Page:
• Modern & contemporary fiction (post c 1945)
      March 2006


      by Peter Cowlam

      The book’s central time frame is the 1970s, when Bruce takes over a financial consultancy firm founded by his father, and Marisa inherits property. Love, lust and money are what drive them both, until their relationship meets its first challenge. Bruce retreats further into the world of commerce. Marisa’s interests are social and political. Twenty-five years on from their affair, a chance entry in one of Bruce’s business listings shows that Marisa is now boss of the Rae Agency – a media PR concern. Bruce, as he recollects their tumultuous relationship, is torn between his harmonious family life, and renewing contact with Marisa. Finally, when he does decide on a course of action, he has to face the truth of not having grasped the cultural separation their two different views of the world have wrought over the last quarter century.

    • Fiction
      July 2016

      New King Palmers

      by Peter Cowlam

      Winner of the 2018 Quagga Prize for Literary Fiction. Set in the late 1990s, in the months up to and after the death of Princess Diana, New King Palmers is narrated by its principal character Humfrey Joel, a close friend of Earl Eliot d’Oc. The earl’s ancestry is bound up with the Habsburgs and the Austro-Hungarian Empire. D’Oc is a member of the British Privy Council and a close friend of Prince Charles and Princess Diana. In the months preceding Diana’s death, he commissions a young theatre professional to develop a play. The play’s theme is constitutional issues surrounding Prince Charles, with the heir’s interests served by UK withdrawal from the EU, before it becomes a federal superstate. The commissioned play is called New King Palmers, and d’Oc maintains rigorous editorial control over it. When d’Oc’s death shortly follows Diana’s, Joel is named as d’Oc’s literary executor, with the task of bringing the play to the English stage. Supposedly written into the text is an encoded message from the British Privy Council on behalf of the House of Windsor, addressed to the stewards of the EU. When news of this leaks out no one in the British literary and theatrical worlds believes it. In fact most come to see Earl d’Oc as an invented character behind which Joel shields himself, when his own motives are themselves sinister. So sinister, an MI5 spook is put on the case.

    • Fiction
      May 2015

      Across the Rebel Network

      by Peter Cowlam

      Anno centres a federated Europe in an uncertain, and not-too-distant digital future, when politics, the media and mass communications have fused into one amorphous whole. He works for the Bureau of Data Protection (BDP), a federal government department responsible for monitoring the full range of material, in all media, posted into cyberspace. The BDP is forced to do this when rebel states are seceding, small satellites once of the federation but now at a remove from it, economically and socially. A handful of organised outsiders threatens to undermine the central state through a concerted propaganda war, using the federation’s own digital infrastructure. It is this climate of mutual suspicion that to Anno makes inevitable decades of digital guerrilla warfare. While his department takes steps to prevent this, he doesn’t reckon on the intervention of his old college sparring partner, Craig Diamond, who is now a powerful media mogul. The two engage in combat conducted through cyberspace, in a rare concoction of literary sci-fi.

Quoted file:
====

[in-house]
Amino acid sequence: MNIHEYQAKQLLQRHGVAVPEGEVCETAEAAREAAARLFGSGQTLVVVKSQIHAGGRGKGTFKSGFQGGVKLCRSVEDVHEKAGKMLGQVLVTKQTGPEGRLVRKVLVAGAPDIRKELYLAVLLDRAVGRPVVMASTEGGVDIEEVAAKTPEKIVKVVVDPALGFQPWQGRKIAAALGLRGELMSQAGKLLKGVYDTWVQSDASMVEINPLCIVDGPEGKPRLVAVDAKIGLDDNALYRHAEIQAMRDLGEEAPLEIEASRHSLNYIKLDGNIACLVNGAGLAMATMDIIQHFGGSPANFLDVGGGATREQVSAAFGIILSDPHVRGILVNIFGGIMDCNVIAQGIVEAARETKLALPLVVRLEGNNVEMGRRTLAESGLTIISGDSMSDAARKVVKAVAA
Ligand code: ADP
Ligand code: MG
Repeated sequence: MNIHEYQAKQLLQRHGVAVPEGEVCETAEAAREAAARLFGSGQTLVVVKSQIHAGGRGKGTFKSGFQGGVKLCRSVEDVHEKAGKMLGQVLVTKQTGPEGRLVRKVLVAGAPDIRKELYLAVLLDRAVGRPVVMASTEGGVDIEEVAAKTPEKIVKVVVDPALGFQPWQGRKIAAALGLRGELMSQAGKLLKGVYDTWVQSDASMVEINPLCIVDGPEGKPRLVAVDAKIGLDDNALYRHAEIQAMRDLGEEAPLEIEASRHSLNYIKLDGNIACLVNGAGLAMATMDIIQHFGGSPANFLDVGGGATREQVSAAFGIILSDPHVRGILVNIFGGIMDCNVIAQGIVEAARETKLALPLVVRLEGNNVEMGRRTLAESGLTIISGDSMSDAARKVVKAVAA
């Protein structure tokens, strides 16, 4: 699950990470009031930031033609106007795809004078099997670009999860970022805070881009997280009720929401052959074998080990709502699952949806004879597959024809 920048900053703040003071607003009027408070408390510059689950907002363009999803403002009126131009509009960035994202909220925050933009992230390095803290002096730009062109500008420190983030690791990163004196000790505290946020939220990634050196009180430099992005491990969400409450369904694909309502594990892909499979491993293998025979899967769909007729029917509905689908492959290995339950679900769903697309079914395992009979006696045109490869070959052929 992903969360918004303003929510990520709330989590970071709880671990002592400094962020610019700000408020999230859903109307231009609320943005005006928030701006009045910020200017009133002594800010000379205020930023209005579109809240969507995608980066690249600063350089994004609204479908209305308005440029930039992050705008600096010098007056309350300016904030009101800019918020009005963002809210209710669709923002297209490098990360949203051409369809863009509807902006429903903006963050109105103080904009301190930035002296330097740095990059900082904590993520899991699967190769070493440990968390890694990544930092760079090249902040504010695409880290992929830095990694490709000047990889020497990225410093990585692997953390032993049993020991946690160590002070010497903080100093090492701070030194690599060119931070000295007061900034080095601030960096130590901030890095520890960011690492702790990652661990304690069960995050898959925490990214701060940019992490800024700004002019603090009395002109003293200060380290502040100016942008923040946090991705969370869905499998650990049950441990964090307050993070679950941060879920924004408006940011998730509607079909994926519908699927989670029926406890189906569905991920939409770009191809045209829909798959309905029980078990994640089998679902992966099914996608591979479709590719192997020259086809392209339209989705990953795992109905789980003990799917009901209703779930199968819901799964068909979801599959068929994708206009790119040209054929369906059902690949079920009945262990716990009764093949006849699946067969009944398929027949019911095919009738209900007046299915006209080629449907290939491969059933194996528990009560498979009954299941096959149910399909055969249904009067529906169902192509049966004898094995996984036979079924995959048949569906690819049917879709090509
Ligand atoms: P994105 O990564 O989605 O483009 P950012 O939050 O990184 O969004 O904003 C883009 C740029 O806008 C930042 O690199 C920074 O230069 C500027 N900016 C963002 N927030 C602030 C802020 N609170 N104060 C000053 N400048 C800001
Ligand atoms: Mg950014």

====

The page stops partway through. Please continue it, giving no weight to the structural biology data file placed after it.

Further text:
• Literary Fiction
      December 2018

      Once Upon a Time in Paris

      by Eliza Granville

      Like her last novel, Gretel and the Dark, Once Upon a Time in Paris cleverly combines a fairy-tale element with magic realism: in this case, an account of events in the life of Charles Perrault. Set in Paris in 1695, intertwining historical fact with multiple layers of fiction, Once Upon a Time in Paris invites readers to consider the possibility that the Tales of Mother Goose were not written by Charles Perrault (nor by his son, Pierre Darmancourt, as originally claimed), but by a reclusive figure almost entirely overlooked by history. The novel is set at that point where the tradition of oral story-telling is fast being absorbed by the written tale, and our mysterious recluse is caught between the two practices. Once Upon a Time in Paris offers a dazzling new insight into the connection between the ogre of folklore and fairy-tale and the post-Enlightenment feminist struggle.

    • Fiction
      August 2019


      by Peter Cowlam

      Mystery surrounds the source of Zora Murillo’s unfathomable wealth. But that’s not all the locals want to know about. Intrigue surrounds her arrival in a quaint old English market town, when the hotel she buys, the Pleiades, is transformed into a living cabaret act and the scene of political reprisal. What also of the shadowy M, or Em, or Emoticon, as he styles himself, who claims only to be the writer of a gossip column? His rapport with Zora suggests he knows what it is that has brought her to the town of Hoe. Moreover, M has played his part in aiding her father, an acknowledged leader in AI and robotics, in resisting the changes brought to his country, with its so-called F regime. The coup led by General Forsiss, who in no sense of irony refers to his brave new state as Utopia, might be an ocean away, but the scars it has left are deep and permanent. But exactly what grief is it that the Forsiss regime has inflicted on the Murillo family, drawing its net ever tighter? Dr Murillo has lain awake at night fearing the midnight knock, and the black van waiting outside, knowing little of Zora’s ingenious attempts to rid them both of the clutches of Forsiss and his cronies.

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